So we visited it again, this time obviously in winter to see what it might hold.
landscape at Rhawdat Khuriam
In many ways it was a bit disappointing.
problematic desert whitethroat
Only two warblers were seen. These were desert whitethroat and Asian desert warbler.
problematic desert whitethroat takes off
Desert whitethoart was very common though we spent far too long trying to identify one particular bird before realising that its abberant colour around the throat was probably caused by it getting too far into some dust.
dirty faced desert whitethroat
The most common bird by far was house sparrow followed by white eared bulbul and collared dove. Laughing dove and rock pigeon were also present.
One really positive about Rhamdat Khuraim is that it is the easiest and most guaranteed place in central Arabia to see Arabian babbler. There are often seen close to picnickers too.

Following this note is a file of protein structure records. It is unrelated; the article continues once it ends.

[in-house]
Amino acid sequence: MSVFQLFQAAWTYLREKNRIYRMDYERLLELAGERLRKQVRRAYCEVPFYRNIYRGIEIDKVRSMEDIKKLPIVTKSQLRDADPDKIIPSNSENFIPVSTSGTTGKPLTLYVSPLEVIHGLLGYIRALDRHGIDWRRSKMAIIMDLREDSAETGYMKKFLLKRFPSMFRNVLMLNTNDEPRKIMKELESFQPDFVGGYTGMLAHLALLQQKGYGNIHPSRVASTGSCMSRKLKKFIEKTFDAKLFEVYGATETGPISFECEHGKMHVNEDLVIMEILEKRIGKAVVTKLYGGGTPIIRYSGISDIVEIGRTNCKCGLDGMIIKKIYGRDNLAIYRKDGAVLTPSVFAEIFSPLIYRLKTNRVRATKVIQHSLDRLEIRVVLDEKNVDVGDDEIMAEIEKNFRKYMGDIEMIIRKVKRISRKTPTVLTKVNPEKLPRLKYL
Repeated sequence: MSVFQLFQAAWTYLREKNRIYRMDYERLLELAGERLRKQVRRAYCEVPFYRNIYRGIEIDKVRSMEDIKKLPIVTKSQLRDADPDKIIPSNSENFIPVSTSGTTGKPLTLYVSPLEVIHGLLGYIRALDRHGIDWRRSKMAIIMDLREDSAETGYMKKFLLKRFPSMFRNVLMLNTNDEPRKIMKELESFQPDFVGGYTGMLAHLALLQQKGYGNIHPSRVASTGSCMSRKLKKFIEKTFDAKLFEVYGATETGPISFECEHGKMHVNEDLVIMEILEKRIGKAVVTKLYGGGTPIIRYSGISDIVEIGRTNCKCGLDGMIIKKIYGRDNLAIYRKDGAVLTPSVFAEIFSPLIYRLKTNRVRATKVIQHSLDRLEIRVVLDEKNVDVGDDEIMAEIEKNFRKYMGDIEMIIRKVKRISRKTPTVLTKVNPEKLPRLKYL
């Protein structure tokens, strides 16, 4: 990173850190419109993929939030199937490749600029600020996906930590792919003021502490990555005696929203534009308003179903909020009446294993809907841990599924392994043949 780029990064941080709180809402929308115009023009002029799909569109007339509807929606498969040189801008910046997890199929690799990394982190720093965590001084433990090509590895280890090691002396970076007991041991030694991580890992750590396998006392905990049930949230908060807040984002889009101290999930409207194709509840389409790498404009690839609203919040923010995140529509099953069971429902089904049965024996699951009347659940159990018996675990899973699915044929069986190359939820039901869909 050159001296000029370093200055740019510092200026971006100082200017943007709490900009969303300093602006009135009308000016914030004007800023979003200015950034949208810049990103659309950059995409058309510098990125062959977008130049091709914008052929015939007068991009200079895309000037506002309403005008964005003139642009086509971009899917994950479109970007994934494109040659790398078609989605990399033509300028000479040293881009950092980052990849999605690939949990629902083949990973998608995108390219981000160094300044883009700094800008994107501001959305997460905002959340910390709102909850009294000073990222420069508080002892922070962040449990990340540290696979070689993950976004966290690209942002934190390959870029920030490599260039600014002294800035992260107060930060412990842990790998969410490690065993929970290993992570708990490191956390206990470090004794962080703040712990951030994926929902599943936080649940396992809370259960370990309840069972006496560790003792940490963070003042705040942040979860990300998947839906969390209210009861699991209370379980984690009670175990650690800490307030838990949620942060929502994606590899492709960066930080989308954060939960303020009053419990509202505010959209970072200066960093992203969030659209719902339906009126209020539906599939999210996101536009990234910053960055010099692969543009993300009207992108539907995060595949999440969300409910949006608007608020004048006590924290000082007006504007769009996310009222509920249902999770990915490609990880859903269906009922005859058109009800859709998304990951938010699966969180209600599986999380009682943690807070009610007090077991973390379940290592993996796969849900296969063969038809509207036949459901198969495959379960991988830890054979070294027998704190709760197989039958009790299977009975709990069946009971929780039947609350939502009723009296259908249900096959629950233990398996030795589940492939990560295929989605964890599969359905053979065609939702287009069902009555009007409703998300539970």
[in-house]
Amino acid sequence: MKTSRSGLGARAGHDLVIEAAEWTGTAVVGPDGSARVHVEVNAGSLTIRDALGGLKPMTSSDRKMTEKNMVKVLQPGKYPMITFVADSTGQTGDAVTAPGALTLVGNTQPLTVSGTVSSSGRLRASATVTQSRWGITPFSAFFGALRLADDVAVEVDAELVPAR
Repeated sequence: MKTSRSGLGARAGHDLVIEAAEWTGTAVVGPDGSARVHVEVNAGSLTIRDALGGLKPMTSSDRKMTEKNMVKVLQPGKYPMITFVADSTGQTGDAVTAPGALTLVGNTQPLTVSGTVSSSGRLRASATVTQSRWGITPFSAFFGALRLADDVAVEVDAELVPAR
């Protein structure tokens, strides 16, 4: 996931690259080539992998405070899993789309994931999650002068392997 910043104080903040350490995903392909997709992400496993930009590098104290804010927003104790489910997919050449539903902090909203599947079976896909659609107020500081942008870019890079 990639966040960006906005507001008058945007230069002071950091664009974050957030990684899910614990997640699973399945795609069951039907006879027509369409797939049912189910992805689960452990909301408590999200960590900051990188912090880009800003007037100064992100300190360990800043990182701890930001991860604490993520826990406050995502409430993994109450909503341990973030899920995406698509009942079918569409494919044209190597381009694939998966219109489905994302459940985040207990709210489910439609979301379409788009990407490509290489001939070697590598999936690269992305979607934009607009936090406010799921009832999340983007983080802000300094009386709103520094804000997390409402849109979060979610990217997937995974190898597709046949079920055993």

The only lark seen was crested lark which was flocking in quite large groups. It only does this in mid winter in these parts.
Other birds near-by were desert wheatear often accompanied by Asian desert warbler and a single Isabelline wheatear which rarely winters north of Riyadh.
adult or near adult Eastern Imperial eagle
Lou and I were discussing with each other why we hadn't seen any birds of prey over the oasis with its supply of passerines, pigeons and many gerbils. We were hypothesising that the cold morning temperatures might be cramping their style, when just as we were leaving the park we came across an adult or near adult Eastern Imperial eagle.
second view of Eastern Imperial eagle
The two white stripes on its shoulders are useful characteristics to help identification. Strangely the pictures in the Helms guide show these stripes on the perched bird but they have been missed off the pictures of adult and sub adult birds in flight.
third view of Eastern Imperial eagle
Almost all the Eastern Imperial eagle I have seen in KSA have been juveniles. This was a welcome exception that made the visit to Rhawdat Khuriam a much better experience than it would have been without.